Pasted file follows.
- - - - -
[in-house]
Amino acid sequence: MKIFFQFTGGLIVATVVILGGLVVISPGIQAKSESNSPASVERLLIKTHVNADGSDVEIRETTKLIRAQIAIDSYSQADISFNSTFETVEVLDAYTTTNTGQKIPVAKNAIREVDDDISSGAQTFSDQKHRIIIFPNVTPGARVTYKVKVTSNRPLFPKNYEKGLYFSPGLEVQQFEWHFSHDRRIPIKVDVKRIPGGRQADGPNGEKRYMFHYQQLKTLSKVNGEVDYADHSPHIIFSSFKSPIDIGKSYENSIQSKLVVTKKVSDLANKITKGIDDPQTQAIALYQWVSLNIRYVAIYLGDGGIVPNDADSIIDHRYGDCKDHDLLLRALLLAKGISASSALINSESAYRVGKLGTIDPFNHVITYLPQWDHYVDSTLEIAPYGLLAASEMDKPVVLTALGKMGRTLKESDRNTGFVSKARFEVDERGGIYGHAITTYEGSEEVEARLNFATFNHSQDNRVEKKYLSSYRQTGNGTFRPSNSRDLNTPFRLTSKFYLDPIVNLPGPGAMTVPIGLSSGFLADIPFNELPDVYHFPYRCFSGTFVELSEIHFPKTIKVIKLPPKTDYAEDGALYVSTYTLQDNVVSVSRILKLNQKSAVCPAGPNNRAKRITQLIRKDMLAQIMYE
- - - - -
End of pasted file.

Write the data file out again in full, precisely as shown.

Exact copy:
[in-house]
Amino acid sequence: MKIFFQFTGGLIVATVVILGGLVVISPGIQAKSESNSPASVERLLIKTHVNADGSDVEIRETTKLIRAQIAIDSYSQADISFNSTFETVEVLDAYTTTNTGQKIPVAKNAIREVDDDISSGAQTFSDQKHRIIIFPNVTPGARVTYKVKVTSNRPLFPKNYEKGLYFSPGLEVQQFEWHFSHDRRIPIKVDVKRIPGGRQADGPNGEKRYMFHYQQLKTLSKVNGEVDYADHSPHIIFSSFKSPIDIGKSYENSIQSKLVVTKKVSDLANKITKGIDDPQTQAIALYQWVSLNIRYVAIYLGDGGIVPNDADSIIDHRYGDCKDHDLLLRALLLAKGISASSALINSESAYRVGKLGTIDPFNHVITYLPQWDHYVDSTLEIAPYGLLAASEMDKPVVLTALGKMGRTLKESDRNTGFVSKARFEVDERGGIYGHAITTYEGSEEVEARLNFATFNHSQDNRVEKKYLSSYRQTGNGTFRPSNSRDLNTPFRLTSKFYLDPIVNLPGPGAMTVPIGLSSGFLADIPFNELPDVYHFPYRCFSGTFVELSEIHFPKTIKVIKLPPKTDYAEDGALYVSTYTLQDNVVSVSRILKLNQKSAVCPAGPNNRAKRITQLIRKDMLAQIMYE